It sounds simple enough: The boyfriend of a young, rumination-prone woman, Vicky (Tseng Peiyu), goes missing without warning on New Year’s Day, and she resolves to track him down by confronting a constellation of his online friends “IRL.” And yet to describe the lyrically elliptical Honey Pupu with the previous sentence is akin to glossing Uncle Boonmee Who Can Recall His Past Lives as the story of a family reunion. Such synopses provide us with vaguely accurate thumbnails but ignore the throbbing structural wounds that endow both movies with purpose. Apichatpong Weerasethakul’s Palme D’Or winner had the steady, bewildering cadence of epic poetry on which Oulipian pranksters had gone to town; the narrative design of Chen Hung-i’s Honey Pupu likewise mimics the digital clusters of identity to be weeded through on the Web 2.0.
The film’s roster of supporting characters are known by single-word handles suggestive of chat room anonymity—the inveterate consumer Cola (Chiu Shengyi), the feisty Money (Lin Chenshi), and the irascible Assassin (Lin Posheng)—though their on-screen actions earn these monikers quickly. These three teens, who routinely trade aphorisms via text, are obsessed with absence; they run Missing.com, to which Vicky’s ex-beaux contributed under the name Dog, and they walk around Taipei sadly noting the closure of Tower Records and grocery stores. Hoping to get their help with her manhunt, Vicky falls in with the trio—who are half-embroiled in a love triangle—and presents them with her only clue, an irresistible anachronism: A floppy disc without a drive. From there, the plot doesn’t so much develop as propagate like mold in a neon Petri dish. Various events emerge and disappear, some of them real and some of them imagined—or perhaps imagined and then realized in videos made for the web, judging from the bleached-out, cornea-blasting color cinematography.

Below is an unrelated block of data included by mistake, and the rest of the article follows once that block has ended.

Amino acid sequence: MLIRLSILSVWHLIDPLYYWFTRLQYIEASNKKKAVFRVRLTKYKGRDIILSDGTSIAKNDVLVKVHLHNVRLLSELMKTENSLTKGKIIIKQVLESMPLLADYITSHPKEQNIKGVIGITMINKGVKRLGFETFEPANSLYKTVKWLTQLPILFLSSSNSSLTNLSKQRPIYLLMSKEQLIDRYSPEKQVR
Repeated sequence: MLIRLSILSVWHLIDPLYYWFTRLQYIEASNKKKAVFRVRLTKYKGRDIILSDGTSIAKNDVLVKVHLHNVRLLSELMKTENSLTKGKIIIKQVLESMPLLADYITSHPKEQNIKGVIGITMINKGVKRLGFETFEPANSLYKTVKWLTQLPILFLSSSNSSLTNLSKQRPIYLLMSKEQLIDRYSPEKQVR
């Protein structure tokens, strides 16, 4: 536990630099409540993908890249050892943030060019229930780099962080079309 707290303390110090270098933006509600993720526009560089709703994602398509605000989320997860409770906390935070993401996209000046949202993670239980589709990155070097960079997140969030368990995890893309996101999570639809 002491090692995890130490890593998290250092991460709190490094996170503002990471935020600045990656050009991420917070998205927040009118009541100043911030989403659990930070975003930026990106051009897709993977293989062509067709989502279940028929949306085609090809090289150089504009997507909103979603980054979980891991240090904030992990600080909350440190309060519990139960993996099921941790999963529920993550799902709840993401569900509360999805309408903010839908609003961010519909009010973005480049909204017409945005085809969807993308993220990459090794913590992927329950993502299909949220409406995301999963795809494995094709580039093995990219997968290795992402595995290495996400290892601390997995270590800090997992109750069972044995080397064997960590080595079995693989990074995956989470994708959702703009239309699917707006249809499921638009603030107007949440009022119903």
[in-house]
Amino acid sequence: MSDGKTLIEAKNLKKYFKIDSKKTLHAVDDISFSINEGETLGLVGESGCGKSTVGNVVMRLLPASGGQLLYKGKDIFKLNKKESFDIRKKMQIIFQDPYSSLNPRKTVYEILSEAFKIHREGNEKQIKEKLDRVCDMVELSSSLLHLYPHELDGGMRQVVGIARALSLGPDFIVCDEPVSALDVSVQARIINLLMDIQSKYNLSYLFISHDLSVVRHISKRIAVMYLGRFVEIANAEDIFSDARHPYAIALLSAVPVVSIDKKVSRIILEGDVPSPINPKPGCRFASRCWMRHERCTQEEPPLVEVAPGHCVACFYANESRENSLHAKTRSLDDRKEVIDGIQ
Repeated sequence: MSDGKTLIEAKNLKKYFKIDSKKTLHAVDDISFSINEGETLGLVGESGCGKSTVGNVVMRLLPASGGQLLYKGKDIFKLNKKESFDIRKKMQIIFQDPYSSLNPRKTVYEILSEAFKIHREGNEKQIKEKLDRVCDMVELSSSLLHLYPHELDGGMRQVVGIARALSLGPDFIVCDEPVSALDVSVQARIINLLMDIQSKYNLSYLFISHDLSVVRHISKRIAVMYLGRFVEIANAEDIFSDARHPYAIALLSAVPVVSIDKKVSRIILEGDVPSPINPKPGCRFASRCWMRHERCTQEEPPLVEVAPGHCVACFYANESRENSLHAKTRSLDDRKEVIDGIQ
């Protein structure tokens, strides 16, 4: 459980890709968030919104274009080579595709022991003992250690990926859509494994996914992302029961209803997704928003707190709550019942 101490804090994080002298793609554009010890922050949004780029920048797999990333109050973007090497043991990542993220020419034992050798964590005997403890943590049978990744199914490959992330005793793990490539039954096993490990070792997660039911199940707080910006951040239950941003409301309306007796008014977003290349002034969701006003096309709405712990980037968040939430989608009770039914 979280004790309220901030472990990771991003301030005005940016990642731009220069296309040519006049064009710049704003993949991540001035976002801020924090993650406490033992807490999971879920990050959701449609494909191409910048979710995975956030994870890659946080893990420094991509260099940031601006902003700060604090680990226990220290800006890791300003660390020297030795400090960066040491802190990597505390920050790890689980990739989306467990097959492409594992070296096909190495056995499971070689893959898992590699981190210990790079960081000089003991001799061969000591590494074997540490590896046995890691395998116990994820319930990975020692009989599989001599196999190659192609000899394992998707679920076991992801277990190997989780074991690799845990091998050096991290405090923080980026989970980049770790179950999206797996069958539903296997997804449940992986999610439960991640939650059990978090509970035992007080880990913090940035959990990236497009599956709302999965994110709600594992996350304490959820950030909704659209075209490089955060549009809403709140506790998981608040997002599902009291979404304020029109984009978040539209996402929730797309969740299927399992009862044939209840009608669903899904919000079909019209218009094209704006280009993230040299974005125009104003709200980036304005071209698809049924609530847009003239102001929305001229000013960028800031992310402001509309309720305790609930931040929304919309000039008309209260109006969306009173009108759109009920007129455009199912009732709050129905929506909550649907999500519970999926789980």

These episodes shuttle us somewhat recklessly between comedy, tragedy, and lustiness, and, attention spans being what they are these days, the original mystery nearly evaporates entirely at the start of the third act. But this tonal dissonance is infused with existential and social network-specific dread. Information strands called up on the beacon-like cellphones and shrine-ish laptops suggest that nothing disappears in the digital age without leaving behind a trail of crystallized zeroes and ones. The characters’ online avatars, furthermore, don’t so much immortalize their flesh and blood counterparts as fossilize something of their heartbreak and arrogance. Honey bees may soon go extinct, as Vicky continually notes, but our web-preening on their departure—on any and every subject—will be trapped indefinitely in Google’s cache, like mosquitoes in amber.